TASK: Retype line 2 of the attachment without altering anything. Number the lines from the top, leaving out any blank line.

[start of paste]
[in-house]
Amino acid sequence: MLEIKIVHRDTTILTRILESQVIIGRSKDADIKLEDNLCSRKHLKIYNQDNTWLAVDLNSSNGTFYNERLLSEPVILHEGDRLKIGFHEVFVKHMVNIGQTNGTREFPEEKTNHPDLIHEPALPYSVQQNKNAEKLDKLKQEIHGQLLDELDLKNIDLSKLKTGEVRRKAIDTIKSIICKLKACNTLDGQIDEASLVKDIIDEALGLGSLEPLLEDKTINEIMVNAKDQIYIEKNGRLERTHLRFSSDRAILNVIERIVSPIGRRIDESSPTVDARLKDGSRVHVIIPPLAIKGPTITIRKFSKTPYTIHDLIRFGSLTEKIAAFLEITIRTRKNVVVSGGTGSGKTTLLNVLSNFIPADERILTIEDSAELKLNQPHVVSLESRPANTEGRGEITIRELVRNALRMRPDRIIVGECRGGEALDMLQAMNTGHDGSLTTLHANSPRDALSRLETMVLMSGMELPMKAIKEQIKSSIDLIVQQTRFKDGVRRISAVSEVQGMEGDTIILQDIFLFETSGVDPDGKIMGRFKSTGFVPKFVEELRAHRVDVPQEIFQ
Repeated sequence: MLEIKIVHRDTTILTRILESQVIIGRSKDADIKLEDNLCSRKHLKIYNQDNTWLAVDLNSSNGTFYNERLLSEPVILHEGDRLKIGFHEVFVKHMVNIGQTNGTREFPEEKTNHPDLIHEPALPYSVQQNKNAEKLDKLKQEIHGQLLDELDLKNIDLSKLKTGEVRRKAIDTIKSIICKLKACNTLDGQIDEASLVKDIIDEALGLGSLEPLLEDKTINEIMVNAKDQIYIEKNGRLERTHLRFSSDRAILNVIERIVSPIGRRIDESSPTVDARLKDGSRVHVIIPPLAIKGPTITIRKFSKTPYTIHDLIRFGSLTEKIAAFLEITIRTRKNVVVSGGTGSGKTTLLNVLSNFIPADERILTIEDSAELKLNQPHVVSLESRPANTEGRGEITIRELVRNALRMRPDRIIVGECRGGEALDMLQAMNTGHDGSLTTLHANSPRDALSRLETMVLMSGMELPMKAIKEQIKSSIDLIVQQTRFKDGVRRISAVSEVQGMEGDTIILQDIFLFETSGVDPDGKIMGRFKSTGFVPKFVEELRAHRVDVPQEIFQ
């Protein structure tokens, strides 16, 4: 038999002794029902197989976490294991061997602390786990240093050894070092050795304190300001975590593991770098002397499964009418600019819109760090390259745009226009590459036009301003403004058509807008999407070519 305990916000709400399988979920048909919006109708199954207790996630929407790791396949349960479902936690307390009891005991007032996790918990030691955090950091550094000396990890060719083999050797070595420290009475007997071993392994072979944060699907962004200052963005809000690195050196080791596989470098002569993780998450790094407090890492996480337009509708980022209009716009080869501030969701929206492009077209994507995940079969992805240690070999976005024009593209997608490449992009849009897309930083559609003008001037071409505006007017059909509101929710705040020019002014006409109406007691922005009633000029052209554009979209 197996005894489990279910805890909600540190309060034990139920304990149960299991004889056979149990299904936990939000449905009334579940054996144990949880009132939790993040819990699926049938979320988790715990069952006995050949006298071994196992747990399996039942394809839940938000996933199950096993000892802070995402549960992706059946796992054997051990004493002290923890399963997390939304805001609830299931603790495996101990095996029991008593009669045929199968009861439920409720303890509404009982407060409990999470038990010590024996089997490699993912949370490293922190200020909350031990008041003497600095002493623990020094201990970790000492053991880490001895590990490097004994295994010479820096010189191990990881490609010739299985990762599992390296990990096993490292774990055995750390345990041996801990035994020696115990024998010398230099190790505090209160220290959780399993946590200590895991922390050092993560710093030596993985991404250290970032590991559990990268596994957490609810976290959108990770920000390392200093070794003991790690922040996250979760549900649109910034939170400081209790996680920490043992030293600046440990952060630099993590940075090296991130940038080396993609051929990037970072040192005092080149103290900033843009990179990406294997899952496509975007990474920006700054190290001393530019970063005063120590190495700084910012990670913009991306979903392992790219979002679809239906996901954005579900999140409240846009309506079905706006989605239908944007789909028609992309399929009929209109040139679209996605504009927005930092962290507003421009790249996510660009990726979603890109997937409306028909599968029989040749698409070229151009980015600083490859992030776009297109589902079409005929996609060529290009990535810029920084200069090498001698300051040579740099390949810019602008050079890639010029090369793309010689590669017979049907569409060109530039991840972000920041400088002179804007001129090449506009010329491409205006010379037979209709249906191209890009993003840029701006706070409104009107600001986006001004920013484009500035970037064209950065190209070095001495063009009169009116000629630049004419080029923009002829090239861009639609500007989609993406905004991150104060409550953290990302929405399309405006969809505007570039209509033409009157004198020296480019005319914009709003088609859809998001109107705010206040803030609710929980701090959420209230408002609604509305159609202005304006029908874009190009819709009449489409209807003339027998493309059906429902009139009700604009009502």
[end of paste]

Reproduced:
Amino acid sequence: MLEIKIVHRDTTILTRILESQVIIGRSKDADIKLEDNLCSRKHLKIYNQDNTWLAVDLNSSNGTFYNERLLSEPVILHEGDRLKIGFHEVFVKHMVNIGQTNGTREFPEEKTNHPDLIHEPALPYSVQQNKNAEKLDKLKQEIHGQLLDELDLKNIDLSKLKTGEVRRKAIDTIKSIICKLKACNTLDGQIDEASLVKDIIDEALGLGSLEPLLEDKTINEIMVNAKDQIYIEKNGRLERTHLRFSSDRAILNVIERIVSPIGRRIDESSPTVDARLKDGSRVHVIIPPLAIKGPTITIRKFSKTPYTIHDLIRFGSLTEKIAAFLEITIRTRKNVVVSGGTGSGKTTLLNVLSNFIPADERILTIEDSAELKLNQPHVVSLESRPANTEGRGEITIRELVRNALRMRPDRIIVGECRGGEALDMLQAMNTGHDGSLTTLHANSPRDALSRLETMVLMSGMELPMKAIKEQIKSSIDLIVQQTRFKDGVRRISAVSEVQGMEGDTIILQDIFLFETSGVDPDGKIMGRFKSTGFVPKFVEELRAHRVDVPQEIFQ